To rid himself of the monster, Nikolai had allowed himself to be subjected to extreme heat and cold. He had brought in bewildered Sun Summoners to use their power on him with no discernible result except the sensation that he was being gently roasted from the inside. His agents had scoured libraries the world over and retrieved the journals of the legendary Fabrikator Ilya Morozova after months of excavation in the rubble of the Spinning Wheel—all with nothing to show for it but frustration. That frustration had led him to Ivets, to the bone bridge, in some futile attempt to draw a connection between the darkness within him and the strange happenings around Ravka. Maybe he’d been hoping the Saints would present him with a miracle. But thus far, divine intervention had been in short supply.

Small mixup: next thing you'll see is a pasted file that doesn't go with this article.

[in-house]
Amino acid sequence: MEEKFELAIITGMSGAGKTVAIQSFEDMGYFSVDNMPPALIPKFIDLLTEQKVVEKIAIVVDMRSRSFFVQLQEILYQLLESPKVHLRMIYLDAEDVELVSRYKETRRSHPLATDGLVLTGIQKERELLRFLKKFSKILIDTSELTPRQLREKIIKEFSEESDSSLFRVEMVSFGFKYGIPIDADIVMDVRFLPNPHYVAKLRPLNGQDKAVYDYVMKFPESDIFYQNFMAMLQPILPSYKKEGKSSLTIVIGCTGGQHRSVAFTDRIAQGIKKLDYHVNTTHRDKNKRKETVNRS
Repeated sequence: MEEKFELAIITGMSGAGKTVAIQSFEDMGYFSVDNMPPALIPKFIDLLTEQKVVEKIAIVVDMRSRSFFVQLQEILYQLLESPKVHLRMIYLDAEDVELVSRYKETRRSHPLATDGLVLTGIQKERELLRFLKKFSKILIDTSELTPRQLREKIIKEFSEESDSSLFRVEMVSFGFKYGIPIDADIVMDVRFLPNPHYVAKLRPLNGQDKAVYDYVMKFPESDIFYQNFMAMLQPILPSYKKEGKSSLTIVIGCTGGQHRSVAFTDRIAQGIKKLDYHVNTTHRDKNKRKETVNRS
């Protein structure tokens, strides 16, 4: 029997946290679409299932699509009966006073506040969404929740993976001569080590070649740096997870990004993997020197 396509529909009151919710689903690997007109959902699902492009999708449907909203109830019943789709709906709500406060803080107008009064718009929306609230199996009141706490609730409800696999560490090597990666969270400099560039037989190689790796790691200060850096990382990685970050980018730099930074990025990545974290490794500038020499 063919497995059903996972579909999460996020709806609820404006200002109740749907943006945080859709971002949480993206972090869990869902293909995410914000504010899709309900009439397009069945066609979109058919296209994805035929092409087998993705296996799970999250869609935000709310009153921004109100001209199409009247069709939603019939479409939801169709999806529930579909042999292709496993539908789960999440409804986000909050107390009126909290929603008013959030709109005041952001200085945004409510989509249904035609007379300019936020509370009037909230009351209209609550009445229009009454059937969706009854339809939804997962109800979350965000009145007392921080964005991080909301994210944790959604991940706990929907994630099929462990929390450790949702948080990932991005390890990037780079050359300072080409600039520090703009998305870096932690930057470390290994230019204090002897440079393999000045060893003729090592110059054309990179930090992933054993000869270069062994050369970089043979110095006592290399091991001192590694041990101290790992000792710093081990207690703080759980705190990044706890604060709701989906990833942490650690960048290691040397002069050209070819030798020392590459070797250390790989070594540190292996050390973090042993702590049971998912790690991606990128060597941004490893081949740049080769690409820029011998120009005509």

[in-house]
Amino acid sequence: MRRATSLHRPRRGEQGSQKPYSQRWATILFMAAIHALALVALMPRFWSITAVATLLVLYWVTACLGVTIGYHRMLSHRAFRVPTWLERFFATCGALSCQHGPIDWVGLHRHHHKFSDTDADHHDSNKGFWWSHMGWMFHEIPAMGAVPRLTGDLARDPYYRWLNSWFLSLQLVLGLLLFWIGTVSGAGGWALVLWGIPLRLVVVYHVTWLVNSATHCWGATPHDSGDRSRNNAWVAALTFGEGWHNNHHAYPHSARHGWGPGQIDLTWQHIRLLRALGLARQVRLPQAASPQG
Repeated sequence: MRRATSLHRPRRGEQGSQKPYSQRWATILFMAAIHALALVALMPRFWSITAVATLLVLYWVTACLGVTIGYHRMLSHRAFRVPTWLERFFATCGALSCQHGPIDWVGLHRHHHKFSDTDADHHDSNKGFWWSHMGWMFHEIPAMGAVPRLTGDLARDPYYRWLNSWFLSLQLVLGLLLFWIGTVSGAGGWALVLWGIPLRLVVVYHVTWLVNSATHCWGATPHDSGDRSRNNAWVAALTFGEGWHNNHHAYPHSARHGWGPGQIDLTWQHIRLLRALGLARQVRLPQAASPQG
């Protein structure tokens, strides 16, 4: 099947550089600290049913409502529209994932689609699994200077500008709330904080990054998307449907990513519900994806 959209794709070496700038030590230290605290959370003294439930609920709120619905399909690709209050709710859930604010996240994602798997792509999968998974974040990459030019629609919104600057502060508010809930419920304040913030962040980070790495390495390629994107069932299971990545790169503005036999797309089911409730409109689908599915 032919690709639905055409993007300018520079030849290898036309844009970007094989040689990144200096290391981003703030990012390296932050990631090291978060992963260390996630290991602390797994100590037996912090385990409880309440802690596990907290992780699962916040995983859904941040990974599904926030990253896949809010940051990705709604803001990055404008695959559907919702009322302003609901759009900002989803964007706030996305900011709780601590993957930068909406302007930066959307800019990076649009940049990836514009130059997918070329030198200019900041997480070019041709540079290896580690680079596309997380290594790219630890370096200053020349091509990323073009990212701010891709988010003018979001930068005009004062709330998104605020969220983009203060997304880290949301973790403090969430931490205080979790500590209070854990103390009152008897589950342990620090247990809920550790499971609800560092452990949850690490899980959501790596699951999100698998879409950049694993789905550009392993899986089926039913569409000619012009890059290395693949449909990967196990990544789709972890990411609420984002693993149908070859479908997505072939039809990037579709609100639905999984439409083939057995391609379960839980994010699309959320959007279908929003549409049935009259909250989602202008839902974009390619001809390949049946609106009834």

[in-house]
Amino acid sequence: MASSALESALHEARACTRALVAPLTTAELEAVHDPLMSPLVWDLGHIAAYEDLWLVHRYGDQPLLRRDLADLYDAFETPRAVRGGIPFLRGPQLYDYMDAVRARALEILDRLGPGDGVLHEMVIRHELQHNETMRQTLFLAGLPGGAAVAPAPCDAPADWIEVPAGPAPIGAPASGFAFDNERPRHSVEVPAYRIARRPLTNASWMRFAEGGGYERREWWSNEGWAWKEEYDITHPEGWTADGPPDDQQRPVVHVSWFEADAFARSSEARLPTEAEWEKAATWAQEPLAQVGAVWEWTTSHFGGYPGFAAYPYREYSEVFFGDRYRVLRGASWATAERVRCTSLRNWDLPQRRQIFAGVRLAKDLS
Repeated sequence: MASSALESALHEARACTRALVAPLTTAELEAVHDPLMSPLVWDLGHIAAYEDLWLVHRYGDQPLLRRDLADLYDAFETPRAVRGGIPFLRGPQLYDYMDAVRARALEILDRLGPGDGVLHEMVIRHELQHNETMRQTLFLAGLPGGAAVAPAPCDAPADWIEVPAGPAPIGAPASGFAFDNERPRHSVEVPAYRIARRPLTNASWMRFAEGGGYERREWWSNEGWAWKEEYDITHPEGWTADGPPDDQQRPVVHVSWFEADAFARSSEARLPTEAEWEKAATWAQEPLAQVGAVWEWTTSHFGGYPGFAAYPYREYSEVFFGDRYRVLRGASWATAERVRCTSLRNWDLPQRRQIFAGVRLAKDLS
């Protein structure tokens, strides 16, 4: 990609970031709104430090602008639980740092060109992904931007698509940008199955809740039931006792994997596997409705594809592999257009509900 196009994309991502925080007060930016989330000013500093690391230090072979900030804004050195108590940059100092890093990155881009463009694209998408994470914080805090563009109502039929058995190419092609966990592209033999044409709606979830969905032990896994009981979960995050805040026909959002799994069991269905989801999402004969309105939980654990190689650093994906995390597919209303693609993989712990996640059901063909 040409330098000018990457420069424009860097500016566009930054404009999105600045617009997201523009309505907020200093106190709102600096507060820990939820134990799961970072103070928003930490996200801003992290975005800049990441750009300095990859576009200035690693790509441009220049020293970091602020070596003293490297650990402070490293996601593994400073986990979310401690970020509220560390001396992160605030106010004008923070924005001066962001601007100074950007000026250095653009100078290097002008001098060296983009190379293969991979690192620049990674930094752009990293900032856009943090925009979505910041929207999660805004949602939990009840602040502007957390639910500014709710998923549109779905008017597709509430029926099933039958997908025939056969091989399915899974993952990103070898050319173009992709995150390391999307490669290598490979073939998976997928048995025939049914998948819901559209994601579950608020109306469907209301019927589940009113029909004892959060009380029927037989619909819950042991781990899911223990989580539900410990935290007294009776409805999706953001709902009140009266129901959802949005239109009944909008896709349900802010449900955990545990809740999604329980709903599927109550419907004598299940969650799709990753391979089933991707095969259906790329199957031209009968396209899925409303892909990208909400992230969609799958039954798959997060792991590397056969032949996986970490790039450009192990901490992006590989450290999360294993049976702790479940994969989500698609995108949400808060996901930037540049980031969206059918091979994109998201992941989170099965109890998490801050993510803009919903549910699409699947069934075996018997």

“So you see the problem,” he said now. “I cannot travel without risking exposure, but I cannot stay in hiding at the capital without drawing suspicion and risking Ravka’s future with the Zemeni and the Kerch. Did I not promise particularly delicious trouble?”

“I’m sorry,” said Genya. “Exactly what is delicious about this?”

“The way we’re going to get out of it.” Nikolai slouched back in his chair and stretched his legs, crossing them at the ankle. “We’re going to throw a party.”

“I see,” said Zoya. “How drunk am I expected to get before this all starts looking better?”

“I fear there isn’t enough wine in all of Kirigin’s cellars,” conceded Nikolai. “And I regret to say we’ll need to be sober for this. The Kerch, the Zemeni, the Fjerdans, and the Shu—we’re going to bring them all here. We’re going to stage a little performance so that they know Ravka and its king are in perfect health.”

“Is that all?” said Zoya. “Will you be taking up juggling as well?”